Hong Kong’s embattled leader Carrie Lam is set to deliver a key policy address Wednesday as her government grapples with increasingly violent protests that may have entered a dangerous new phase after police say a homemade bomb exploded last weekend.
Despite fears of disruptions, Lam is slated to give her speech at the city’s Legislative Council complex, which was recently restored after demonstrators laid siege to it in July.
The annual speech marks the start of a new legislative year, and is expected to outline the administration’s response to issues of economic disparity and soaring housing costs—problems in part underlying the five months of unrest. During a press conference Tuesday, Lam said her remarks will primarily focus on land and housing policies.
She is not expected to provide further concessions to the pro-democracy movement, which has spawned weekly skirmishes between police and protesters. As the crackdown intensifies, with police arresting more than 2,500 protesters, the black-clad demonstrators have fired back bricks, gasoline bombs and most recently, police say, an improvised explosive.
The homemade bomb was concealed in a roadside bush about a mile away from a police vehicle and was detonated remotely by a mobile phone, Suryanto Chin-chiu, superintendent of the Hong Kong police’s Explosive Ordinance Disposal Bureau, said during a press conference Monday. The device was made with “high-performance explosives,” he added.
The impact of Sunday’s explosion was minimal with no injuries reported, but Suryanto said that the bomb-maker appeared to be familiar with chemicals and electrical devices, and “has the ability to make effective explosives.”
“The tactics and explosives involved are similar to those used in terrorist attacks around the world,” he said, adding that “the use of explosives is an escalation of violence.”
Tang Ping-keung, a deputy police commissioner, said there was reason to believe the device targeted police officers.
But Gary Tang, an assistant professor of social science at the Hang Seng University of Hong Kong, cautioned against drawing hasty conclusions. There is no evidence, he says, linking the device to protesters.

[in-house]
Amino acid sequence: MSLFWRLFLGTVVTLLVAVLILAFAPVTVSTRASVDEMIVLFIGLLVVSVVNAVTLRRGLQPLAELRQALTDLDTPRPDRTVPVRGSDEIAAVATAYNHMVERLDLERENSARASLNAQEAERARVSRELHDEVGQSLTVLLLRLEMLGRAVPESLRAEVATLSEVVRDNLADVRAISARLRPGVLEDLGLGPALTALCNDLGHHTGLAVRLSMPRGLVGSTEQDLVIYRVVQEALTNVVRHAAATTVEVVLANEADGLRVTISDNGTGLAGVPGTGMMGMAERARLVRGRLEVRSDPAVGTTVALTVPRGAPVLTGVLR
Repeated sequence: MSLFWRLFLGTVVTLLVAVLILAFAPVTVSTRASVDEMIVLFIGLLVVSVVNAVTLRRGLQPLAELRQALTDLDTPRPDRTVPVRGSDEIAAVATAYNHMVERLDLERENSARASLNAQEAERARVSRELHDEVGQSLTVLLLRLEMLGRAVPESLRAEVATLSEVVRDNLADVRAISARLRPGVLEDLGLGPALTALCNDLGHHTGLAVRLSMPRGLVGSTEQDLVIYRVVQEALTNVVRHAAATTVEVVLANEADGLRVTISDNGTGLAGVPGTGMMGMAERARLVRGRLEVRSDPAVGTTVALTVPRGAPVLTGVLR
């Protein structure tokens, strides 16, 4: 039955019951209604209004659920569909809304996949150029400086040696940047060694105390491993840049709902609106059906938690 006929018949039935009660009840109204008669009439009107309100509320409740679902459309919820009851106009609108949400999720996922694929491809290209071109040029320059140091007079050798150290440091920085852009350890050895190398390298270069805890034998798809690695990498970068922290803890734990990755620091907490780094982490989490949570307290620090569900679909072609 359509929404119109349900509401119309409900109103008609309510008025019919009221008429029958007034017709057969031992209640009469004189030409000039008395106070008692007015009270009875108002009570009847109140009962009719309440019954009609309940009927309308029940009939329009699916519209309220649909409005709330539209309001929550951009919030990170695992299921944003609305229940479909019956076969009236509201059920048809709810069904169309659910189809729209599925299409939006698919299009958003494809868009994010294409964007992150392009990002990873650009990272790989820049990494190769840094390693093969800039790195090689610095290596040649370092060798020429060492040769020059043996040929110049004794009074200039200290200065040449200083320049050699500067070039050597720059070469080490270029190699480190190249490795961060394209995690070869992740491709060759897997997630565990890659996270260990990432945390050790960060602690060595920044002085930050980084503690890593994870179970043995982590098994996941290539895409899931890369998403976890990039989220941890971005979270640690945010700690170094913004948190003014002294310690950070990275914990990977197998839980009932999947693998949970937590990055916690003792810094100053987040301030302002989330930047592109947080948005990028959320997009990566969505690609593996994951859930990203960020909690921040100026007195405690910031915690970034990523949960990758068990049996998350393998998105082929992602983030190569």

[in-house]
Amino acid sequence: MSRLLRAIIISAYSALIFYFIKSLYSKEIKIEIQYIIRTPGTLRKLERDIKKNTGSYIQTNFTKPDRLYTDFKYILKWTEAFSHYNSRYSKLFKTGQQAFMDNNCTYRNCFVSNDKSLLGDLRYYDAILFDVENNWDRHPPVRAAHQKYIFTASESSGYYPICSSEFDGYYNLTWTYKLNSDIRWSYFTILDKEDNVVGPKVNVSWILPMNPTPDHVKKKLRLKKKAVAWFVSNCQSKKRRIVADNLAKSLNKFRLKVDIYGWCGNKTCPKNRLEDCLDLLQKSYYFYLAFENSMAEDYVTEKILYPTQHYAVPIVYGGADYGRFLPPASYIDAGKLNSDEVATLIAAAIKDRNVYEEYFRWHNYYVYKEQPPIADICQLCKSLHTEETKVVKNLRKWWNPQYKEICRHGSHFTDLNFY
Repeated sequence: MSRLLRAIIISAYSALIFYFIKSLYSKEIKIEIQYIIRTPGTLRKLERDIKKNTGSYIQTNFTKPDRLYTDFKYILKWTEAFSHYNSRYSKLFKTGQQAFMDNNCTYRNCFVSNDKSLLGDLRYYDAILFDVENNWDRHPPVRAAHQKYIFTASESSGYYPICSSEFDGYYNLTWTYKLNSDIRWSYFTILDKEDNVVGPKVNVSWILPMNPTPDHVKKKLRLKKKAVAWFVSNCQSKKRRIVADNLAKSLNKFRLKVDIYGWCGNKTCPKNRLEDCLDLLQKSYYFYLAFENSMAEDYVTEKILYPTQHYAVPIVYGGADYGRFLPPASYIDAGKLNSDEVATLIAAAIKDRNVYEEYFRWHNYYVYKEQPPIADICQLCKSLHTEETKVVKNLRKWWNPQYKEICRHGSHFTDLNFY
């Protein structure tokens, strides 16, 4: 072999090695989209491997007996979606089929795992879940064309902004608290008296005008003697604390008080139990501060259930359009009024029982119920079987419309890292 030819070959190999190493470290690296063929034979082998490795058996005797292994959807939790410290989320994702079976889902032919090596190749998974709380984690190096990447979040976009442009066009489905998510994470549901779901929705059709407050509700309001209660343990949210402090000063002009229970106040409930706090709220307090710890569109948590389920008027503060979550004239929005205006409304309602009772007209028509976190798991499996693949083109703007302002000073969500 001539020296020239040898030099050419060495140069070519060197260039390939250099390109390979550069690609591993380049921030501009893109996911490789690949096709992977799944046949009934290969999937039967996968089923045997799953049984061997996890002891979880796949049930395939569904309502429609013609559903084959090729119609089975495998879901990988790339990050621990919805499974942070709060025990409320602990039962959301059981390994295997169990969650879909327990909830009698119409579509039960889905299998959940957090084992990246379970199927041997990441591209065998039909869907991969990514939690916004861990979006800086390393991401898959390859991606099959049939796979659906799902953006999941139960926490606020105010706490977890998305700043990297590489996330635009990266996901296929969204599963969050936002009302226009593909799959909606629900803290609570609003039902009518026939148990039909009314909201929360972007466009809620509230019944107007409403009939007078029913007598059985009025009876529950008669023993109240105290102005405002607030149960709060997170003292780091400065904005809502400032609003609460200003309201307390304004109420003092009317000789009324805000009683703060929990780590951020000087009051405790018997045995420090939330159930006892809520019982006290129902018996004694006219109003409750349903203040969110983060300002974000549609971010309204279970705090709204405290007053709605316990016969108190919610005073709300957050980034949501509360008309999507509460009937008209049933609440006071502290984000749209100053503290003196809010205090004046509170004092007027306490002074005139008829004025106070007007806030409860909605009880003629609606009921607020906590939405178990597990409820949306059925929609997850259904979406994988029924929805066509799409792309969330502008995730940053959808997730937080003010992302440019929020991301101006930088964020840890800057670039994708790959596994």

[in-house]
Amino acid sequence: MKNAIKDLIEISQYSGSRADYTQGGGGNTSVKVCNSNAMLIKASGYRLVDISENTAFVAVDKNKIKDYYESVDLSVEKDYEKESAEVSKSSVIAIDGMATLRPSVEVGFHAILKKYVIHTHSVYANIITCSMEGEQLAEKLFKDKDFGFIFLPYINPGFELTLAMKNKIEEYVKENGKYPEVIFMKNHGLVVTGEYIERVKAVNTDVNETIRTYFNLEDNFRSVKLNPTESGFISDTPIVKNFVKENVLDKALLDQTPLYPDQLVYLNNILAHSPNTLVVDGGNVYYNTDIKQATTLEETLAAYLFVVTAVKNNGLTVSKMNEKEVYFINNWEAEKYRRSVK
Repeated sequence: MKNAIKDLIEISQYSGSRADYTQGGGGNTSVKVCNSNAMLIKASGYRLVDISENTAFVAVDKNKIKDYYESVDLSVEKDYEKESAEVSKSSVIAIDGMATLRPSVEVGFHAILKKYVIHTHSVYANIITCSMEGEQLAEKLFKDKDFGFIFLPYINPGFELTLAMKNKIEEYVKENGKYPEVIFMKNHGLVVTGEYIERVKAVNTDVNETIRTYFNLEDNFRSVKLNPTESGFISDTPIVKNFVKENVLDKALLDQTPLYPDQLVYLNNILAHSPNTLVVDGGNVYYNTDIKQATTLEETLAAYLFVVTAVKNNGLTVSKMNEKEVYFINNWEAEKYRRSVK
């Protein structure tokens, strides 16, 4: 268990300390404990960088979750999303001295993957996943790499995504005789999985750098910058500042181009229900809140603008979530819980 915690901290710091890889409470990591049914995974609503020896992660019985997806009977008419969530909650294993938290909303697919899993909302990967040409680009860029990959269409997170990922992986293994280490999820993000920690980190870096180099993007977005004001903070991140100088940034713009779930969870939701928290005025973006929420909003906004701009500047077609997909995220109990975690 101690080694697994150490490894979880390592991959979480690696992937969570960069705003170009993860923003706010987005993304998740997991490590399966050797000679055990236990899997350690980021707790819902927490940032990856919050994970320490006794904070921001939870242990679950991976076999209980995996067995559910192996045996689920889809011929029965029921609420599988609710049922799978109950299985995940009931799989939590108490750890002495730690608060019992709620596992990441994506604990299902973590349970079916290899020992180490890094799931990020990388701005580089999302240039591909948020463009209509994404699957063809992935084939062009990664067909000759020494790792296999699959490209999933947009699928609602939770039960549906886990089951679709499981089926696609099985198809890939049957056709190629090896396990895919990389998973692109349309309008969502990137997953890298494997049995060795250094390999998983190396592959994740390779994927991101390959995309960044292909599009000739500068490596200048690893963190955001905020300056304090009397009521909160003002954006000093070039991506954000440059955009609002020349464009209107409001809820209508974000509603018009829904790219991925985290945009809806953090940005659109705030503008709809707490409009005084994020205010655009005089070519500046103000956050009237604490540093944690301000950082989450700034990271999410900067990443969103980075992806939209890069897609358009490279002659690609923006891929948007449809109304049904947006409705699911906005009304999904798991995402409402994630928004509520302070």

“If the bomb is as advanced as the police described, I think very few people can make such a bomb,” he says.
In a separate incident that pointed to intensifying violence Sunday, a protester slashed an officer with a “sharp-edged object,” police say. The officer was hospitalized but is in stable condition.
Protests and police have both increased their firepower as the political deadlock drags on. Earlier this month, officers shot two teenage protesters with live rounds. Both survived.
In the movement’s earliest days, demonstrators armed themselves with umbrellas and makeshift shields. Now, pitched battles have become the norm, with hardline protesters saying they have been given no recourse after the government refused to respond to peaceful marches.
What began as a public backlash to a contentious extradition bill has in the 19 weeks since broadened into a wider anti-communist movement, with demands that include fully democratic elections.
While further demonstrations are planned for the coming weekend, there have been few calls to stage a protest to coincide with Lam’s coming policy address, likely owing to the heightened security around the Legislative Council building.
The last time Lam made a political appearance, she ended up trapped inside the building long after the town hall-style dialogue ended, unwilling to leave while angry protesters encircled the premises.